Science & technology
Painting with platelets
How to hide surgical implants from the immune system
Platelets play an essential role in healing.
These curious beasts, are cell fragments rather than complete cells -- though they are still surrounded by cell membranes.
Their main job, in collaboration with a protein called fibrin, is to stem the flow of blood from wounds by causing clots.
They also encourage the regeneration of damaged tissue.
This sort of activity at wound sites might normally draw the attention of the immune system, but that does not happen because platelets carry special proteins in their membranes which render them invisible to immune surveillance.
Now, Wang Yunbing at Sichuan University in China writes in Matter that he has developed a way to apply these membranes to medical equipment of the sort destined for installation inside the human body.
That may stop the immune system attacking such grafts as foreign objects.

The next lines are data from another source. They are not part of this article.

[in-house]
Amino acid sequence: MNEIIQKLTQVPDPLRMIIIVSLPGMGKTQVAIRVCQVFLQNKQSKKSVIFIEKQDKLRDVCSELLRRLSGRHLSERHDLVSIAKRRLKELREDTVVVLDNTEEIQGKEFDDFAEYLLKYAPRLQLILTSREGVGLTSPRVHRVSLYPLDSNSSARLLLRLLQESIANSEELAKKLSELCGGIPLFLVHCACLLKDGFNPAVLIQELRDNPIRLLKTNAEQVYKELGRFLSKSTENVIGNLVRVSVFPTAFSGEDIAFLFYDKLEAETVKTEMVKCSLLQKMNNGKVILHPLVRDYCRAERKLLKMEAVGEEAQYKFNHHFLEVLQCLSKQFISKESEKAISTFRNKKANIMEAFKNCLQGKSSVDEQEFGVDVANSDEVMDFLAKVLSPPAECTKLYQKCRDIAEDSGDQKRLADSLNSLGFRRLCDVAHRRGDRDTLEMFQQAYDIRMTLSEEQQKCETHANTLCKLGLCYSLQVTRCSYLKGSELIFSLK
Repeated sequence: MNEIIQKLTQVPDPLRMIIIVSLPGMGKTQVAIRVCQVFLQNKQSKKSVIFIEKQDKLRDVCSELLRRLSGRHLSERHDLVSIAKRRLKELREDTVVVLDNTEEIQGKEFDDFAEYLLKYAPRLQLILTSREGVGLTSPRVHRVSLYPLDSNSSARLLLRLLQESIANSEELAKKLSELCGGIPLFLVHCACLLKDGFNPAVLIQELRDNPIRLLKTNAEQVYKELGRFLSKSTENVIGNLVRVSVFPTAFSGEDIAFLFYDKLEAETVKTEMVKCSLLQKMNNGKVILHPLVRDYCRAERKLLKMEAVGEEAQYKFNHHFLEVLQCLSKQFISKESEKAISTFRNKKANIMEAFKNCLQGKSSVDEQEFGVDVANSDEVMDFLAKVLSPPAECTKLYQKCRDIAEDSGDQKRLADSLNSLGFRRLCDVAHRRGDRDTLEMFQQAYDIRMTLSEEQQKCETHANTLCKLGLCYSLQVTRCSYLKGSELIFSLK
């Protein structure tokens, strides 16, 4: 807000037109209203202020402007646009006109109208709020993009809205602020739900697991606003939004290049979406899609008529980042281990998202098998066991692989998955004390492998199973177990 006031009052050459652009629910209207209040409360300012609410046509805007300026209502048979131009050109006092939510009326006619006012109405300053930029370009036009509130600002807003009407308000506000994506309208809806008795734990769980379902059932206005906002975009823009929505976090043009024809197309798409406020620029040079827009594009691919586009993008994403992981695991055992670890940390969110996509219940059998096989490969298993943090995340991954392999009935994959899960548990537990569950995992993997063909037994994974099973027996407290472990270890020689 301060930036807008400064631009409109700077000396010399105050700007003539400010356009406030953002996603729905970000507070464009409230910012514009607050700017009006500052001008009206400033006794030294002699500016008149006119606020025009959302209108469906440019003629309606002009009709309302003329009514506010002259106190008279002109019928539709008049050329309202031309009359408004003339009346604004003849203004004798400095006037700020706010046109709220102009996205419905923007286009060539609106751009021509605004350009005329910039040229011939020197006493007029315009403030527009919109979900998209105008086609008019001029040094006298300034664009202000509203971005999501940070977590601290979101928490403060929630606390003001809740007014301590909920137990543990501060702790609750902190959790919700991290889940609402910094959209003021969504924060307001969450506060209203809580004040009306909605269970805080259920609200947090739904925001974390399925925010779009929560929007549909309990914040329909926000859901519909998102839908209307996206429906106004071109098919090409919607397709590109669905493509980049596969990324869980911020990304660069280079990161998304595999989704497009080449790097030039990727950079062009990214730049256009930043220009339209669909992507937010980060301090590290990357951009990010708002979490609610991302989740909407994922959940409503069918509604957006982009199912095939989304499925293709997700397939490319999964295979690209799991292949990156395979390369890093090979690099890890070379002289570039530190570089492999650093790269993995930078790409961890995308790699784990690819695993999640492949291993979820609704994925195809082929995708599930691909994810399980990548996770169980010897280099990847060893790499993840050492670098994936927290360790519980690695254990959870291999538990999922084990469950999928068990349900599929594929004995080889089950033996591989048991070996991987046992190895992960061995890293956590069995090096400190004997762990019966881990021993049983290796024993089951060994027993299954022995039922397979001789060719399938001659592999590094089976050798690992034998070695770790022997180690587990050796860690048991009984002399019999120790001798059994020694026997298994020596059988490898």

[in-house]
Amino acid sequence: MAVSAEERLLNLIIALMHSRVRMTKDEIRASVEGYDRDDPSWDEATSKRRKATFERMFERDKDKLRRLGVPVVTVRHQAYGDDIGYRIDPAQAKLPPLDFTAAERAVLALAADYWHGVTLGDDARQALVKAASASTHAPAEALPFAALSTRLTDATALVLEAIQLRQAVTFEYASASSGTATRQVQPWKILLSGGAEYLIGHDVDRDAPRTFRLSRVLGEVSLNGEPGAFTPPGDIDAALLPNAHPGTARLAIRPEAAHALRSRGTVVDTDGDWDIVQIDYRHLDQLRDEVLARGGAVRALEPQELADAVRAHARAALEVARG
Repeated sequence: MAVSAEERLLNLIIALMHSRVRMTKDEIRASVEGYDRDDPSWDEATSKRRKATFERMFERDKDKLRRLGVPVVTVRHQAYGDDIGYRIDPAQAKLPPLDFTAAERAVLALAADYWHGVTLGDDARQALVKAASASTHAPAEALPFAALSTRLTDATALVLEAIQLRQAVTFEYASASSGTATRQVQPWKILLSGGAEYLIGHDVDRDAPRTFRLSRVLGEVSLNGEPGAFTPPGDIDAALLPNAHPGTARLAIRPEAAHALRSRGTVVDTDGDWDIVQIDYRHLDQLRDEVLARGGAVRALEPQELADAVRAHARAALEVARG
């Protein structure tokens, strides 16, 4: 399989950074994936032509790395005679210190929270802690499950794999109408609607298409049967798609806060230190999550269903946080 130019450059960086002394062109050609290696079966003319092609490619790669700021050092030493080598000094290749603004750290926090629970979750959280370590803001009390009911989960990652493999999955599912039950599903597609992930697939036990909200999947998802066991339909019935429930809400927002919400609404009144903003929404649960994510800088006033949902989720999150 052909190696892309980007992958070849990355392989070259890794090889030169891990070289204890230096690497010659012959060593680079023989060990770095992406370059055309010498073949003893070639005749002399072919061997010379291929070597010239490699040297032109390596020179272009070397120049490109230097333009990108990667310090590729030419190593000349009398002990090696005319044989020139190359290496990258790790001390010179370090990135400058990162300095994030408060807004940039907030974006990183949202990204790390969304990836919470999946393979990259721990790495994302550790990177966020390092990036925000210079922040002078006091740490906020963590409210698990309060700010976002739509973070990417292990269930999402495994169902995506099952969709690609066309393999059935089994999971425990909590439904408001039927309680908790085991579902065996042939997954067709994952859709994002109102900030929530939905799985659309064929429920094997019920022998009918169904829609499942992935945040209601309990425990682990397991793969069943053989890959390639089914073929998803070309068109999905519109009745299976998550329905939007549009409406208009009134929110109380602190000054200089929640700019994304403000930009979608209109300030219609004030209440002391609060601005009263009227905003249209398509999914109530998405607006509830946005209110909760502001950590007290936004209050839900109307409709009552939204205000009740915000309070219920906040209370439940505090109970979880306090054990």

The idea of coating equipment with platelet membranes has been around for a while.
Since the relevant proteins were characterised 20 years ago, they have been used on numerous occasions to disguise nanoparticles employed for drug delivery.
That involves manipulating the surface electric charges of the nanoparticles to make them sufficiently and uniformly negative in a way which encourages the membrane to fuse with them.
For such small objects, this is reasonably simple.
But not for large ones.
Manipulating charge uniformly across a wide area is tricky, and no one has yet done it well enough to achieve successful fusion.
Dr Wang therefore wondered if it might be possible to entice membranes to fuse to a large surface by manipulating that surface in other ways.
Besides being attracted to negative charges, platelet membranes also spread easily and defect-free over “superhydrophilic” (exceptionally water-loving) surfaces.
With this in mind, he tested a superhydrophilic material based on a substance called polydopamine, which he knew from previous work binds to a range of materials including plastics, metals and ceramics.
So he gathered a team of colleagues together to fuse it to a metal stent.